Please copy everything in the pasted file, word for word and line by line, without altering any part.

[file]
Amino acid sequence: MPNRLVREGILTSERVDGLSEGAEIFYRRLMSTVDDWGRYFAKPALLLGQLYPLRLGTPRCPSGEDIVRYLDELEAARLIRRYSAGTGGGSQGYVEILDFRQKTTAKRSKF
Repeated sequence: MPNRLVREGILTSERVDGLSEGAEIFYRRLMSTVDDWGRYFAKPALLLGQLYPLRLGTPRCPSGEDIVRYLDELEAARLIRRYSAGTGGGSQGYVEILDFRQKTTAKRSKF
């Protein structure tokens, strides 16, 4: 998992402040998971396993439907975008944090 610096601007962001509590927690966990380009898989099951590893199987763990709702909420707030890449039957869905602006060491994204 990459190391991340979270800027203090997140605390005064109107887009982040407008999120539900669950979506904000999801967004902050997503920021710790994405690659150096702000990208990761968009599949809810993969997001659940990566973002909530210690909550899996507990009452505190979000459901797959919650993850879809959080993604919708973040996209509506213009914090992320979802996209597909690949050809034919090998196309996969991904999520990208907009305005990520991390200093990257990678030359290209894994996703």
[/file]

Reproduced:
Amino acid sequence: MPNRLVREGILTSERVDGLSEGAEIFYRRLMSTVDDWGRYFAKPALLLGQLYPLRLGTPRCPSGEDIVRYLDELEAARLIRRYSAGTGGGSQGYVEILDFRQKTTAKRSKF
Repeated sequence: MPNRLVREGILTSERVDGLSEGAEIFYRRLMSTVDDWGRYFAKPALLLGQLYPLRLGTPRCPSGEDIVRYLDELEAARLIRRYSAGTGGGSQGYVEILDFRQKTTAKRSKF
């Protein structure tokens, strides 16, 4: 998992402040998971396993439907975008944090 610096601007962001509590927690966990380009898989099951590893199987763990709702909420707030890449039957869905602006060491994204 990459190391991340979270800027203090997140605390005064109107887009982040407008999120539900669950979506904000999801967004902050997503920021710790994405690659150096702000990208990761968009599949809810993969997001659940990566973002909530210690909550899996507990009452505190979000459901797959919650993850879809959080993604919708973040996209509506213009914090992320979802996209597909690949050809034919090998196309996969991904999520990208907009305005990520991390200093990257990678030359290209894994996703």